I don’t have a grown up’s liquor cabinet. In fact, I don’t even have a dedicated cupboard to put my liquor in; why bother when a bottle doesn’t last longer than a night in my house? I suppose this is also a sign of not being a proper adult - that is, buying booze on an as-needed (read: binge drinking) basis. Surely as I close in on age twenty-six, it’s about time I started to amass a fine collection of spirits, to be housed behind glass and sipped after a long day at the office, rather than pulled from a paper bag and pounded while attempting to apply liquid eyeliner for a night out.
So, I’m embarking on a ten week challenge because, really, everything’s more fun when it’s put in challenge form. Each week I’ll have no more than $30 to spend on a bottle for my “cabinet.” (Keep in mind that the quotes are because I still don’t own the actual piece of furniture - minor detail). At the end of the ten weeks, my goal is to have a beginner bar that, if nothing else, is diverse enough in alcohol content to chase a shot of whisky with a Long Island Iced Tea.
In no particular order, here are the types of booze I’m after. As the weeks pass, I’ll be posting on what brands I bought, why I bought them, what they cost, and my preferred method of drinking them:
1. Triple Sec
He’ll Have a Water, I’ll Have a Wine
An interesting question came up in conversation the other night - would you date a guy who didn’t drink? For the sake of not looking like a judgmental alcoholic, I made sure to take a contemplative pause, complete with reflective stare, before responding with an unequivocal, “no.” In an effort to reassure myself that my answer wasn’t entirely outlandish, I’ve since shopped the question around to some of my closest girlfriends, all of whom agree.
I should preface things by saying that I truly don’t care what someone does or does not put in their body. Life is a series of choices, each made for personal, professional, or health-related reasons and, ultimately, it’s unfair to judge someone for the choices that they’ve made based on your own view of what is or isn’t appropriate. That being said, just because I’m not judging someone, doesn’t mean that I have to teetotal with them.
Over the years, I’ve had several friends who abstain from drinking. Some are completely straight edge, while others have different (often more expensive, messy, dangerous, etc.) vices. As friends, these people’s choices have little effect on me and truly aren’t my business.* It’s not as if I live with them, sleep with them, or contemplate someday raising a family with them. They’re friends, and hey, sometimes their preference for regular Coke over rum and Coke means I don’t have to pay for a cab ride home at the end of the night, or worse, take public transit. Win!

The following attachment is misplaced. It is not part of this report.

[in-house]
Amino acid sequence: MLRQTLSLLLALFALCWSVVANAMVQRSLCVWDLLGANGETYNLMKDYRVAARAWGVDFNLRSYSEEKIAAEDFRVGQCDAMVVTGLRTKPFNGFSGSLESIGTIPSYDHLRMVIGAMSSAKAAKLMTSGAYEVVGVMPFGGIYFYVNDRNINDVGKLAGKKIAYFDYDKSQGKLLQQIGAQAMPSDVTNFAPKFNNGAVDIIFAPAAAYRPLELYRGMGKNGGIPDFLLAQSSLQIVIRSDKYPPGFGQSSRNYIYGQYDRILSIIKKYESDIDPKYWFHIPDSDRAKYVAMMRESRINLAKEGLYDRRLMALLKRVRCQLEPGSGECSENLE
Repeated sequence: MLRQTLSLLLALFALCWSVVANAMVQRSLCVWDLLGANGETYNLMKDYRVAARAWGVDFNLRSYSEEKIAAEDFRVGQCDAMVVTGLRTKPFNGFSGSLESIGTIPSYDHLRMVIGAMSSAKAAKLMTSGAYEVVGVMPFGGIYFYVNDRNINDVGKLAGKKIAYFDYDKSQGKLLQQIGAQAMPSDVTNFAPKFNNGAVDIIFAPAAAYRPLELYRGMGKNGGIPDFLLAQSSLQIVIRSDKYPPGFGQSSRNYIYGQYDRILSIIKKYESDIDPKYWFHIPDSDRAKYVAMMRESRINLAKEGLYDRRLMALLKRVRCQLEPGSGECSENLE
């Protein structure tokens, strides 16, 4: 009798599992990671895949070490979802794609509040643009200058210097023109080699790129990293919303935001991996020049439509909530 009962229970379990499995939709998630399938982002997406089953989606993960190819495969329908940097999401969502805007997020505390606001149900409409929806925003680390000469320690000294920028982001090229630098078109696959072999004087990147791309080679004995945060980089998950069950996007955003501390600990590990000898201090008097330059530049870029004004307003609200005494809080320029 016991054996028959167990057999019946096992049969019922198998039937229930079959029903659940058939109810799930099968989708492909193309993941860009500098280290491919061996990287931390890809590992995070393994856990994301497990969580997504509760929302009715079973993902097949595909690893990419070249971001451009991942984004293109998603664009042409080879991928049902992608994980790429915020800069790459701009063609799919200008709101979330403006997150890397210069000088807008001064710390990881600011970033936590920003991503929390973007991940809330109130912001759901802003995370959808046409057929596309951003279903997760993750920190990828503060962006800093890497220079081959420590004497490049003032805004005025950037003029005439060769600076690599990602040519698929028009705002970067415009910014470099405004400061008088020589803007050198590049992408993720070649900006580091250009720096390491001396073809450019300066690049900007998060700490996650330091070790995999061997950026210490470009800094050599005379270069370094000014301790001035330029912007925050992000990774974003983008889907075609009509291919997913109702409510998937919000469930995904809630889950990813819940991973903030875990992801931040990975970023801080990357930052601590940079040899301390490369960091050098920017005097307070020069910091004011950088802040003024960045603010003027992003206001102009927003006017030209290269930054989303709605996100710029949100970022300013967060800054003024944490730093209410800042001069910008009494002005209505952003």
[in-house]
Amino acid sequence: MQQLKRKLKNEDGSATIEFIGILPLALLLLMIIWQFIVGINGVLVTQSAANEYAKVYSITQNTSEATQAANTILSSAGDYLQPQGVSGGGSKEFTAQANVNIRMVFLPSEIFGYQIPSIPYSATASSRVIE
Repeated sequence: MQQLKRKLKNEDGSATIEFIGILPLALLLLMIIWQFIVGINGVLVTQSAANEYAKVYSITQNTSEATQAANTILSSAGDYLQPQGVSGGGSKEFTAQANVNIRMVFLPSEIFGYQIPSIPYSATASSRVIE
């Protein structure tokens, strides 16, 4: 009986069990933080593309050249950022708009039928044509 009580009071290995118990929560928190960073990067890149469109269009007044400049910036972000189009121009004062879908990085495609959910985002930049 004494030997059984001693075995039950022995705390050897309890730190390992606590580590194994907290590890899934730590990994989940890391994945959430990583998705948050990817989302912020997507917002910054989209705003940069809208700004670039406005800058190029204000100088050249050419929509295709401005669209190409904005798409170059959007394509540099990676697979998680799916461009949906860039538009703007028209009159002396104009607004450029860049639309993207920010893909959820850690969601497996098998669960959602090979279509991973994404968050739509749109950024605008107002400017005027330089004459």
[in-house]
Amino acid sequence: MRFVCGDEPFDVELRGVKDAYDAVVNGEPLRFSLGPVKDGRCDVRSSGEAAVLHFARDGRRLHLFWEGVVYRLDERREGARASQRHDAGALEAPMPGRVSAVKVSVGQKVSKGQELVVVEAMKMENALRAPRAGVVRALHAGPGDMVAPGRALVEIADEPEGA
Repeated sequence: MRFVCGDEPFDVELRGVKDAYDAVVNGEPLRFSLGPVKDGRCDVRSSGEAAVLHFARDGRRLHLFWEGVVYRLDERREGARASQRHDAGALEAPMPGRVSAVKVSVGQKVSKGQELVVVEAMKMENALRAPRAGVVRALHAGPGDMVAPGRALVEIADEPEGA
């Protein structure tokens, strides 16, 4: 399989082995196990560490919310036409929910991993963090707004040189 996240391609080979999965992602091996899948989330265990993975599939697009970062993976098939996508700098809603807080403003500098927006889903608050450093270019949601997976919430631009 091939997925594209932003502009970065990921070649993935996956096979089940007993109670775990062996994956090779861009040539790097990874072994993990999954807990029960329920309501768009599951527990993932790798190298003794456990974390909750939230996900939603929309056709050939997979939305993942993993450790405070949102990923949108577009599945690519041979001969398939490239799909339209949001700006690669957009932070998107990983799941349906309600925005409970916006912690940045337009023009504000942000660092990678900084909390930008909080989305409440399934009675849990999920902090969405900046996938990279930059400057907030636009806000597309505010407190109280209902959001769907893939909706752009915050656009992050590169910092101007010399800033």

However, when it comes to selecting a potential mate, all I can think is that I really don’t want to have an apple juice toast at my wedding. There’s just something inherently good about being able to go out and knock back a few with the one that you love (and subsequently rot together in hangover hell the next day). I’m by no means a huge drinker, but I enjoy an evening or two out a week, and with that usually comes some beverages. What’s odd is that for as much as I say that I wouldn’t judge someone for not drinking, I worry that I would be the subject of judgement should I date someone whose preference for mock over cock (tails, that is) rivals my preference for water over soda as a mix.
I suppose I’ve set up a double standard here in assuming that the no-judgement street wouldn’t go both ways, but so be it. Whether or not that judgement actually exists, I know I would feel self-conscious going on a date with someone if their idea of getting drinks involved free refills. And so, gentlemen, if you don’t enjoy the occasional beer or a scotch on the rocks, I’m afraid you need not apply.**
*That being said, if a friend was making incredibly bad choices on a consistent basis like, say, doing lines off a hooker’s ass while having heroin injected through his/her toenails and participating in a massive, unprotected orgy, I’d probably step up and say “Hey, so have you heard about that great A&E show, Intervention? I hear they’re casting.”
**Yes, I realize how presumptuous that sounds, as if I have a line of suitors waiting for the chance to squire me about town. A girl can dream.